So, in your context, perhaps the gospel word for you is not so much how you need to be more like Peter and how you should have the kind of faith which walks on water. Perhaps the gospel for you is to learn to stay in the boat together, with a quiet, calm trust that waits for Christ to come and be with you.

W.W. Finlator was the long-time famous pastor of Pullen Memorial Baptist

Church in Raleigh, NC from the late 1950’s through the early 1980’s. Welton, I

daresay he was a hero to many of us. He was famous or infamous, depending on

your politics, for speaking at a labor organizing rally on Sat. night and then

preaching to his congregation on Sunday morning, where some of his deacons

would have heard from a sheriff in the nearby county about their pastor’s union

work the night before. Most of the time, the deacons were not happy. Or Finlator would be in the front row of a civil rights march or joining a sit-in against Vietnam across the street from the church at North Carolina State University. Bill Finlator was gutsy, prophetic, and tough.

Mahan Siler followed Finlator as pastor of Pullen Church. Mahan told me

that as much as he admired Bill Finlator, he realized that his task as pastor was not so much to go off and organize a protest or speak in a rally or whatever. His job was to lead and train Pullen Church, so that when the rallies and protests came, the entire congregation would show up at rallies and protests. Not just one heroic pastor, but an entire courageous congregation.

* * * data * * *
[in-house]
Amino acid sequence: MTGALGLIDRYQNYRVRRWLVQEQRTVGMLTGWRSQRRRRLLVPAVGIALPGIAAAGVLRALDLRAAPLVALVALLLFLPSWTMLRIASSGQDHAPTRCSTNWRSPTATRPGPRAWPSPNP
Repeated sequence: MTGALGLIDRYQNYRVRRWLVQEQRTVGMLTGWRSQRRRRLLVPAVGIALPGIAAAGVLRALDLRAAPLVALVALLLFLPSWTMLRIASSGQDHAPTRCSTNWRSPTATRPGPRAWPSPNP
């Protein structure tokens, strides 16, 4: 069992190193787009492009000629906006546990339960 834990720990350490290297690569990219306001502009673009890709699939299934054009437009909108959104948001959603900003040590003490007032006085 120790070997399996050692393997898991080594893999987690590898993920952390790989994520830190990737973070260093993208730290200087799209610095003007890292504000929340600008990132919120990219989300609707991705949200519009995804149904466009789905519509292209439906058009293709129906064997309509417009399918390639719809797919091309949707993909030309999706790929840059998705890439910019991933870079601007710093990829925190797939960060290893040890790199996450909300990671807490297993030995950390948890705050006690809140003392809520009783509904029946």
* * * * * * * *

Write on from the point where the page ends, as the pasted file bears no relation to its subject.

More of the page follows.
Mahan knew that it took immense pastoral patience and day-to-day pastoral

work to lead an entire congregation to get out of the safe harbors and sail into the storms, but that was the pastoral task.

Jillian, I suggest that much of your vocation here is to lead this congregation

to stay in the boat and keep rowing into the storms. To have the patience to keep

on doing what Jesus has called you to do and not give up, give out, or give in!

Your job is not to lone ranger it and, Northminster do not expect Jillian to go out

there alone. You go together. You pray together. You stand together. You serve

together. You live out the Way of Jesus Christ – together, staying in the boat.

Matthew says that Jesus said simply, “Hush!” to the waves. And they do.

And at that moment, when all is strangely still, when all is quiet and the storm has passed, that’s when they are able to say, “Truly you are the Son of God.”

By this time in the Gospel according to Matthew so much has happened. The

disciples have seen miraculous healings and exorcisms. They have seen Jesus

confront the Religious Authorities. They were there when he fed several thousand people. But this is the moment when they get it. This is the place where they say, “Ah!” and they worship him. When Jesus gets in the boat with them, and they know this sense of peace and calm, they are able to say with one voice, “Truly, you are the Son of God!”

Being a pastor is helping a congregation row out into the storms, stick with it

and not give up, and wait on Jesus – together. Then, be prepared for Jesus, so when he shows up, everyone, together, in the boat can know him.

In the name of the Father, the Son, and the Holy Spirit. One True God,

Mother of us all. Amen.